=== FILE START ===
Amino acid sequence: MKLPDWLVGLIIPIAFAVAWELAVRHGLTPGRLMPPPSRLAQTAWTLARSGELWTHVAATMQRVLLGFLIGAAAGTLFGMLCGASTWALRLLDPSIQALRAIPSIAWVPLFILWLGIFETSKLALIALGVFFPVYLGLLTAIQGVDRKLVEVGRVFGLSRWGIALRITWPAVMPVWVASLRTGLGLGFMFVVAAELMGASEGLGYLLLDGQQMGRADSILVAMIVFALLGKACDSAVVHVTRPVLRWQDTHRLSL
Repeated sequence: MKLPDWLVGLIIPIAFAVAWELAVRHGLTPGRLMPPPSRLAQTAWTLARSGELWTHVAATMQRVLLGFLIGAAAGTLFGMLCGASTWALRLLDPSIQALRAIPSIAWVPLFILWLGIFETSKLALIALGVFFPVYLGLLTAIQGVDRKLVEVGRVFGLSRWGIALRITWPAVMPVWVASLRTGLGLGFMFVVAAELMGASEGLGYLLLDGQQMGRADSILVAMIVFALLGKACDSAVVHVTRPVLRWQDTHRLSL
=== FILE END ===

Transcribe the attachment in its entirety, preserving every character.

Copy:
Amino acid sequence: MKLPDWLVGLIIPIAFAVAWELAVRHGLTPGRLMPPPSRLAQTAWTLARSGELWTHVAATMQRVLLGFLIGAAAGTLFGMLCGASTWALRLLDPSIQALRAIPSIAWVPLFILWLGIFETSKLALIALGVFFPVYLGLLTAIQGVDRKLVEVGRVFGLSRWGIALRITWPAVMPVWVASLRTGLGLGFMFVVAAELMGASEGLGYLLLDGQQMGRADSILVAMIVFALLGKACDSAVVHVTRPVLRWQDTHRLSL
Repeated sequence: MKLPDWLVGLIIPIAFAVAWELAVRHGLTPGRLMPPPSRLAQTAWTLARSGELWTHVAATMQRVLLGFLIGAAAGTLFGMLCGASTWALRLLDPSIQALRAIPSIAWVPLFILWLGIFETSKLALIALGVFFPVYLGLLTAIQGVDRKLVEVGRVFGLSRWGIALRITWPAVMPVWVASLRTGLGLGFMFVVAAELMGASEGLGYLLLDGQQMGRADSILVAMIVFALLGKACDSAVVHVTRPVLRWQDTHRLSL